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Time Capsules

We're nearing the 50th anniversary of the interment of a certain famous '57 Plymouth. The car is the piece de résistance of a time capsule created by Tulsa residents and lowered into a well on the courthouse lawn. The car, which also contains "fourteen bobby pins, a ladies' compact plastic rain cap, several combs, a tube of lipstick, a pack of gum, a wad of Kleenex, $2.73 in bills and coins, a pack of cigarettes with matches, an unpaid parking ticket, and a bottle of tranquilizers," will be gifted to the person--or the descendant--who, in 1957, most correctly extrapolated the 2007 population of Tulsa. Watch the exhumation live on June 15th. How fun to win after a fifty year wait! I've never been so good at time capsules--I put one together in an old Orange Sherbet container when I was eight (contents: notebook w/extensive libelous content, subpar Brownie badges torn from my sash, and some Gummi Peaches), but when I tried to lift it from its shallow grave near some top soil, I couldn't find it. Of course, I was convinced a second grade mole had confiscated it, and I still don't have proof otherwise. Has anyone ever had a successful (and/or meaningful) time capsule experience?

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Bone Broth 101
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Whether you drink it on its own or use it as stock, bone broth is the perfect recipe to master this winter. Special thanks to the Institute of Culinary Education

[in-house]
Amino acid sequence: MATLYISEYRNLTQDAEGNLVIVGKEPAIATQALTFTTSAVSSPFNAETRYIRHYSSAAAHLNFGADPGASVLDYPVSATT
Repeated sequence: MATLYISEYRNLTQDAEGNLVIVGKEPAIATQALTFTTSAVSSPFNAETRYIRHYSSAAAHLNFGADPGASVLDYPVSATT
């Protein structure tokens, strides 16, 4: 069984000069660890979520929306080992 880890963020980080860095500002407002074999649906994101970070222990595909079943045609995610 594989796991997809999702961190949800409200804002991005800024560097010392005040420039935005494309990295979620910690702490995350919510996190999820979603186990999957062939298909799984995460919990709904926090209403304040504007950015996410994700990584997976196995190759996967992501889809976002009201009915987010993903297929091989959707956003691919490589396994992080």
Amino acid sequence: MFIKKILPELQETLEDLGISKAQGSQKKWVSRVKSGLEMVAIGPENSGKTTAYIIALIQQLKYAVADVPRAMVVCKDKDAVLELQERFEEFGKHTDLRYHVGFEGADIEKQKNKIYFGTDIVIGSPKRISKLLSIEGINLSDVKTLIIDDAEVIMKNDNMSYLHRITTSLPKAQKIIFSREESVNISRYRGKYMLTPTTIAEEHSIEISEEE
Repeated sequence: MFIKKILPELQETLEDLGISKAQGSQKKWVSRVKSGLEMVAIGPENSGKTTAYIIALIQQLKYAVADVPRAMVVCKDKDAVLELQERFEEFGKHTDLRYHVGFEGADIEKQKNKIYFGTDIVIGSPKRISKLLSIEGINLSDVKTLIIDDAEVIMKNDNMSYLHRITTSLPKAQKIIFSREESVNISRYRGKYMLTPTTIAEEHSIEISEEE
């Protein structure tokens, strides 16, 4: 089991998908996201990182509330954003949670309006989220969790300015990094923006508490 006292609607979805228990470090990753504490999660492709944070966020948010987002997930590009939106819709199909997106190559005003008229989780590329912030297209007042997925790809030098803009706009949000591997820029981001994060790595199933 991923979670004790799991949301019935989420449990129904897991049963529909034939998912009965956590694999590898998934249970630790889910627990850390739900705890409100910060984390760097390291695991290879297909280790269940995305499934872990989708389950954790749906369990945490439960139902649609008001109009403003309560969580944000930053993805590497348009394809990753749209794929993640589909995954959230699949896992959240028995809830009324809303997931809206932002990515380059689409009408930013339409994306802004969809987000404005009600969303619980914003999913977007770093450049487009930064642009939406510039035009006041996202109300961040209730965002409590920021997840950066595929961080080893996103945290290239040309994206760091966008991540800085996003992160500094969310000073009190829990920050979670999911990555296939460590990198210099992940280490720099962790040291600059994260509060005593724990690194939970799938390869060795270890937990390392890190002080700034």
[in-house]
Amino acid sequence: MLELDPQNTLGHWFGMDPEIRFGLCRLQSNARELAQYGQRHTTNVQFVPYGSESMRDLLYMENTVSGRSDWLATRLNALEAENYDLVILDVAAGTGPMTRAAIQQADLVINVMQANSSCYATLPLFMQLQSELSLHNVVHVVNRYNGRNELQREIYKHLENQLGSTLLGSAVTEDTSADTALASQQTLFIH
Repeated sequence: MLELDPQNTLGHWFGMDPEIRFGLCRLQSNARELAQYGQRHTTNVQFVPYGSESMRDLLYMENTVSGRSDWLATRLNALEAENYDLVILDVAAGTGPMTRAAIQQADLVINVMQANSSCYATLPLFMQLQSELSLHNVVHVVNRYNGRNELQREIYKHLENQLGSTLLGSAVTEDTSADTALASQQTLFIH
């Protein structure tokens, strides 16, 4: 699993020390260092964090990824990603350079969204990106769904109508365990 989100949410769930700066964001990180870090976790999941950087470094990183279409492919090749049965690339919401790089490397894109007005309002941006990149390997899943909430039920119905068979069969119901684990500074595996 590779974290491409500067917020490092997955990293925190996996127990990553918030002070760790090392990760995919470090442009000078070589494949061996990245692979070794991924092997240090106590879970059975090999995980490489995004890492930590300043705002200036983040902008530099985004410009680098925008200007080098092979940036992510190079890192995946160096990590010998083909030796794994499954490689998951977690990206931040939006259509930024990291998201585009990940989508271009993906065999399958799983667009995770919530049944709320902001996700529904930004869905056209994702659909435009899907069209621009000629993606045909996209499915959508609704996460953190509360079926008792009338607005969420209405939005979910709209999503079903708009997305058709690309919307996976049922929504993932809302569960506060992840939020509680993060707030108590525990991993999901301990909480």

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Why Can Parrots Talk and Other Birds Can't?
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If you've ever seen a pirate movie (or had the privilege of listening to this avian-fronted metal band), you're aware that parrots have the gift of human-sounding gab. Their brains—not their beaks—might be behind the birds' ability to produce mock-human voices, the Sci Show's latest video explains below.

While parrots do have articulate tongues, they also appear to be hardwired to mimic other species, and to create new vocalizations. The only other birds that are capable of vocal learning are hummingbirds and songbirds. While examining the brains of these avians, researchers noted that their brains contain clusters of neurons, which they've dubbed song nuclei. Since other birds don't possess song nuclei, they think that these structures probably play a key role in vocal learning.

Parrots might be better at mimicry than hummingbirds and songbirds thanks to a variation in these neurons: a special shell layer that surrounds each one. Birds with larger shell regions appear to be better at imitating other creatures, although it's still unclear why.

Learn more about parrot speech below (after you're done jamming out to Hatebeak).

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